By Howard Hills
Opponents of statehood in Puerto Rico are committed to preventing a federally recognized democratic vote on statehood. A yes or no vote on statehood was allowed for most of the 32 U.S. citizen populated territories that have already become states. Still, the “autonomists” in Puerto Rico who oppose both statehood and independent nationhood want continuation of territorial status on undefined terms to be on the ballot in any vote.
That three-option ballot in the past with an unknown “enhanced status quo” spoiler choice prevented either known permanent status option from winning majority in multiple status votes. That changed in 2012, when 54% voted to end the current status and 61% voted for statehood. Statehood continues to be the most popular option in polls, and historically that means statehood is inevitable. It’s just a matter of time.
That is why some “autonomists” are giving up on the current “commonwealth” regime of “autonomous” territorial government that delivered Puerto Rico into bankruptcy, suspension of the local constitution by Congress, and appointment of a federal control board to oversee local government administration of civil affairs in the territory.
This implosion of the “commonwealth” regime of failed territorial civil administration was in part due to lack of federal and local preparedness for catastrophic hurricanes that struck in 2017. The causes of an inadequate response to natural disaster included a lack of defined responsibilities for emergency response, and ambiguous federal or local accountability under the “autonomist” model of territorial government.
Anti-statehooder turns anti-American
In that context, it is interesting that NBC News recently featured the story of a Puerto Rican who in the past chose statehood in the mainland over life in the territory. Now this beneficiary of freedom to live in the territory or a state is leaving America to escape a new found fear of racism and tyranny and live as an expatriate in a foreign country.
Susanne Ramirez de Arrellano apparently doesn’t see the emergence of a statehood majority in Puerto Rico as a path to empowerment of her fellow U.S. citizens in the territory. Indeed, she is giving up on not just statehood but America and leaving the U.S. altogether. “As a Latino,” she writes, “I no longer feel safe in Trump’s America. So I’m leaving it.”
Ramirez is a journalist who writes for the anti-statehood newspaper El Nueva Dia, which panders to pseudo-nationalist “autonomist” ideology. She conflates her opposition to statehood, commingled fear and hatred of Trump, along with some pretty conspicuous daddy issues, all combined in her assertion that she is no longer “safe” in America.
Accordingly, she declares that she must leave America, including Puerto Rico, both of which she seems to disdain along with her father who loved and in her view prosaically idealized America.
The editorial policy of El Nuevo Dia is to refer to Puerto Rico as a “country” and “nation,” and to report on the cause of the “autonomists” faction that rejects statehood. Although aligned with that cause, Ramirez now rejects the territory, Trump, her father, and the U.S. as virtually one and the same.
The narrative of despair over Trump and America ignores any sense of historical realism and truth.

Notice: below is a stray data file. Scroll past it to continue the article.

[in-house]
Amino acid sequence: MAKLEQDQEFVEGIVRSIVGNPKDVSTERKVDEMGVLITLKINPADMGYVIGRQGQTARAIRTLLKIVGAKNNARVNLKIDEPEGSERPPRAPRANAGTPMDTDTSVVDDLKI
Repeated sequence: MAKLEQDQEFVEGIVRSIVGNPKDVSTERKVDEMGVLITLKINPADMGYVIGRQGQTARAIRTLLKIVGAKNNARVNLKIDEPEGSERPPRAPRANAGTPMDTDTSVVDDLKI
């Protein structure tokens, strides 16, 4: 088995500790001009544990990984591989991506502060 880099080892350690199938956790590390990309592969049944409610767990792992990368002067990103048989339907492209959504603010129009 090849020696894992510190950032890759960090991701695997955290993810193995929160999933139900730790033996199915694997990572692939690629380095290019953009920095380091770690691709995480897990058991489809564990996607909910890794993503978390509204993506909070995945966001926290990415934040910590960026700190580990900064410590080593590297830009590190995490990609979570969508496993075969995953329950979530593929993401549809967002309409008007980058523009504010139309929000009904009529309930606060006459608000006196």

The idea Ramirez has that America was good and is going bad is the exact opposite of reality. Racism was worse in the past, in the days of legal segregation. Talk about the country being divided? Ever hear of the Civil War? If President Trump has spoken disrespectfully of Puerto Rico, to be sure President Taft often said much worse.
At a time when Puerto Rico is finally making its first serious bid for statehood based on democratically expressed political will, she wants Puerto Ricans in the territory to get in the back of the bus, or, better yet, jump off the bus with her.
Spanish is the second most widely-spoken language in the United States, right after English. The Hispanic community is large and influential. Trump’s rhetoric doesn’t change the reality. Nativism and xenophobia do not define or win out in America. The American idea is bigger than any one man or woman, or ethnic identity politics.
Trusting the U.S. Constitution
What makes NBC think Ramirez somehow represents the Puerto Rican dilemma? It reminds us that so many in America today don’t understand or trust the Constitution.
The organizing principle of the Constitution is that a bad king can be controlled and even removed by the people. A bad law can be changed. Ordinary people have rights, and can stand up for them to people in power. Instead of fighting the good fight, Ramirez is ignoring the democracy underpinning the American way and imagining that some unspecified other country will be more accepting of her.
More perfect is not perfect
More perfect is never going to be perfect because people are not perfect. Ramirez will find that is true wherever she goes.
She should honor her father by working to make Puerto Rico more perfect instead of running away. As for me, I am staying, and working to make Puerto Rico part of a more perfect union.
The USA does wrong, makes mistakes, does evil, but also does the greatest good for the greatest number of people compared to any other nation in the history of mankind. Don’t blame your dissatisfaction on Daddy, Trump, racism, or Spanish language bias. Especially if you can’t also give America credit for bilingualism, our love of Latino people and their contributions in all fields of endeavor to the success of our nation.